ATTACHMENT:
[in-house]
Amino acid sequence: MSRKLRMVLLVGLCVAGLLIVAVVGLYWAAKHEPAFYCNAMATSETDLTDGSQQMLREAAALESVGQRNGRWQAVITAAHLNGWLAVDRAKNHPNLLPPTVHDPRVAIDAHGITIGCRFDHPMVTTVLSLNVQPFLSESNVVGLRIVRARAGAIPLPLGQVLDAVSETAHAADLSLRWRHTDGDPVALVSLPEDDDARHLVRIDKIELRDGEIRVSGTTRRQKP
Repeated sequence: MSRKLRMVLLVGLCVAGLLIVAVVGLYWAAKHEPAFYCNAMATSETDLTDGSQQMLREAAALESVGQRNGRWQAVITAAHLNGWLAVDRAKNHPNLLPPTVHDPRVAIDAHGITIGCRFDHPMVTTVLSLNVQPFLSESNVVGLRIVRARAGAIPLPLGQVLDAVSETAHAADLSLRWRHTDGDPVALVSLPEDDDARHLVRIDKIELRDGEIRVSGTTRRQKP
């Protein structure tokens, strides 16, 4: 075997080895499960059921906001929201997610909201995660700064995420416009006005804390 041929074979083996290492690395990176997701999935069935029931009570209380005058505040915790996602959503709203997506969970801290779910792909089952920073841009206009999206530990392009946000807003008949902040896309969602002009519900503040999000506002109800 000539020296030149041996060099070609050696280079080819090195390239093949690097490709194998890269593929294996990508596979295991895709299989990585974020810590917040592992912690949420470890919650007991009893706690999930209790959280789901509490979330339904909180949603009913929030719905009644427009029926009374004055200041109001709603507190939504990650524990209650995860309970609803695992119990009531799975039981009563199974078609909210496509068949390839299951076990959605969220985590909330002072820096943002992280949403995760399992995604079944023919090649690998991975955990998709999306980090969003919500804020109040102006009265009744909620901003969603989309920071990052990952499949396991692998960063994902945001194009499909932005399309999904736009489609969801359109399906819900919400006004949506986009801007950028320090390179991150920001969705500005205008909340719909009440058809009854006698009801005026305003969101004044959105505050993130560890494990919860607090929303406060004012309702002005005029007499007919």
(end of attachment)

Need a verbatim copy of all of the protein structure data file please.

[in-house]
Amino acid sequence: MSRKLRMVLLVGLCVAGLLIVAVVGLYWAAKHEPAFYCNAMATSETDLTDGSQQMLREAAALESVGQRNGRWQAVITAAHLNGWLAVDRAKNHPNLLPPTVHDPRVAIDAHGITIGCRFDHPMVTTVLSLNVQPFLSESNVVGLRIVRARAGAIPLPLGQVLDAVSETAHAADLSLRWRHTDGDPVALVSLPEDDDARHLVRIDKIELRDGEIRVSGTTRRQKP
Repeated sequence: MSRKLRMVLLVGLCVAGLLIVAVVGLYWAAKHEPAFYCNAMATSETDLTDGSQQMLREAAALESVGQRNGRWQAVITAAHLNGWLAVDRAKNHPNLLPPTVHDPRVAIDAHGITIGCRFDHPMVTTVLSLNVQPFLSESNVVGLRIVRARAGAIPLPLGQVLDAVSETAHAADLSLRWRHTDGDPVALVSLPEDDDARHLVRIDKIELRDGEIRVSGTTRRQKP
């Protein structure tokens, strides 16, 4: 075997080895499960059921906001929201997610909201995660700064995420416009006005804390 041929074979083996290492690395990176997701999935069935029931009570209380005058505040915790996602959503709203997506969970801290779910792909089952920073841009206009999206530990392009946000807003008949902040896309969602002009519900503040999000506002109800 000539020296030149041996060099070609050696280079080819090195390239093949690097490709194998890269593929294996990508596979295991895709299989990585974020810590917040592992912690949420470890919650007991009893706690999930209790959280789901509490979330339904909180949603009913929030719905009644427009029926009374004055200041109001709603507190939504990650524990209650995860309970609803695992119990009531799975039981009563199974078609909210496509068949390839299951076990959605969220985590909330002072820096943002992280949403995760399992995604079944023919090649690998991975955990998709999306980090969003919500804020109040102006009265009744909620901003969603989309920071990052990952499949396991692998960063994902945001194009499909932005399309999904736009489609969801359109399906819900919400006004949506986009801007950028320090390179991150920001969705500005205008909340719909009440058809009854006698009801005026305003969101004044959105505050993130560890494990919860607090929303406060004012309702002005005029007499007919």